20. “I have noticed a concerning trend…”
    Concerning to you? Not trying to incite an argument, but when you tell the Lord you’re concerned with whom he calls it serves to demonstrate the application of nearly everything that follows (from this “concerned” line of reasoning) is not in accordance with his spirit. Your entire post is based on reason alone and cut off from being guided by the spirit. Surely, it would be wise to agree with you if the spirit was not present in the calling, sustaining, and qualifying of those whom the Lord calls.
    The more concerning thing is not the age of the bishops but the logical framework from which this post is basing its assumptions.

  21. J. Stapley says:

    …also I think that we find a premium on this experiential knowledge in the book of Alma, where it is called knowing “according to the flesh.”

  22. Part of the problem in the Church is the need to fast-track leadership at a young age. If a man is not put into a position early, he cannot expect to rise high in the organization. It is a cost of being a Mormon. If it were not so, no one would be called to be bishop at such a tender age.

    Heber J. Grant was called as stake president at age 22 in Tooelle in order to fast-track him into the presidency. My GGF was the previous SP and took him under his wing to teach him the ropes. Grant mentioned that he, at 22, had a hard time putting together a five minute talk. HJG loved John Rowberry and used him in his sermons as an example of a good man in his role as mentor and tutor.

    Age cannot help some people. We have a pretty deeply flawed bishop who is near 50. Would I want to go to this man for advice or with my deep problems? Not likely. But the Church has a way around these issues in the Handbook. As long as the handbook is being followed, something will be done, whether for better or worse.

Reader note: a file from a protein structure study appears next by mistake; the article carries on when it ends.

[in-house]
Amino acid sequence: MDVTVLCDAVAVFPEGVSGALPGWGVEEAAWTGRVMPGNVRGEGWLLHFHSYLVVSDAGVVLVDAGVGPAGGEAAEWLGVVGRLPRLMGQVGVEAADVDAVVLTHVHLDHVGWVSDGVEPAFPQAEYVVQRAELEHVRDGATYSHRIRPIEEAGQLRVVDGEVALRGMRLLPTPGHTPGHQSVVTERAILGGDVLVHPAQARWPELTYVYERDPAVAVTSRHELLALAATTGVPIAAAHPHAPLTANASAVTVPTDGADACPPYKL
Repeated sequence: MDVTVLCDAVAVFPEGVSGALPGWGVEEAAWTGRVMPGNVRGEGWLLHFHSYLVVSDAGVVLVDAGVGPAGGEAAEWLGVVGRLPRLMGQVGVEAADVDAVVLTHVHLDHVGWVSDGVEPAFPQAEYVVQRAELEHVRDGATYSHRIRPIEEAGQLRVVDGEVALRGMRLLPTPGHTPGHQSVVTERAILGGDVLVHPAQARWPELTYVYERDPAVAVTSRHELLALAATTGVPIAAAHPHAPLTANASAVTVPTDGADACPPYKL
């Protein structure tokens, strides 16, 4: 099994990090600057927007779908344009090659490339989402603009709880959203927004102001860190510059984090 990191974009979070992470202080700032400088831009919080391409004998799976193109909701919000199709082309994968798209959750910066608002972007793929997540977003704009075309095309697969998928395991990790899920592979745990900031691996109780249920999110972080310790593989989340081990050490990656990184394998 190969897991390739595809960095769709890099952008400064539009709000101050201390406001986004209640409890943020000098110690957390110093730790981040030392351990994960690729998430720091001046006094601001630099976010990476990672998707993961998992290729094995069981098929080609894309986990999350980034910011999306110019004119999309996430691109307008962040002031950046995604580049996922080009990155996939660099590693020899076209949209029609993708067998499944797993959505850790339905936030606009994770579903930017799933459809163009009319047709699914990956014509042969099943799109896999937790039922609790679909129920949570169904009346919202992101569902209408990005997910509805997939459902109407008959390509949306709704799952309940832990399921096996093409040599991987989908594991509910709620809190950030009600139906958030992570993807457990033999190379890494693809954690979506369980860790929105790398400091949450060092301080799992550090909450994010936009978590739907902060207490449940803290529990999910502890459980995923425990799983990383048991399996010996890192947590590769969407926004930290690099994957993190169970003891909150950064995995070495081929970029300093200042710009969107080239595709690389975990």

23. I endorse what RW has shared. Additionally, there is some sense of resentment out there from older members that I’ve observed in several Utah wards. They feel that it used to be normal for a bishop to be called at about 30 and that the “youth” aren’t pulling their weight. There is a perception that there is a generation that is now 50 or 60 that has had to serve two or three times over because the 30 year olds aren’t getting called.

  24. queuno says:

    I care more that my children have a relationship with their bishop, who was called at 40, that if I do…

  25. btdgreg says:

    When I was still in my thirties, I was concerned about this trend also. Now that I’m forty, I’m more concerned about people in their forties being called into bishoprics.

  26. >Part of the problem in the Church is the need to fast-track leadership at a young age.

    Agree. It’s also a symptom of the regrettable EQ/HP divide.

  27. “….more mature bishops I have known have often relied more on their own experience and wits than spiritual guidance…”

    Paul’s got a good point here. I’m no bishop nor ever will be, but I can see this in myself for sure. I certainly feel I understand a lot more than I did when I was 30, but I’m also pretty sure I’m less receptive to revelation. I’m used to relying on my own flailing around, and I manage to get by. This has got to be a reason I don’t see more 50+ empty-nester bishops who haven’t-left-on-missions-because-they’re-still-working.

  28. fbisti says:

    One thought that has not, yet, been given: Not all callings are inspired. I have served in 2 Stake Presidencies (as clerk), 7 bishoprics (as clerk or counselor), and 1 High Council. In my experience, the SP or the Bishop generally gave at least a fair amount of thought regarding whom to call, (or other decisions) there was usually a fair amount of discussion to solicit other’s thoughts and opinions, but inspiration was not claimed nor alluded to in most of these. It was just good men using their wisdom, experience, knowledge, etc to reach their best decision.

    It is enormously useful to promulgate the belief that God is making all these decisions, but He definitely is not.

  29. SP x 2 says: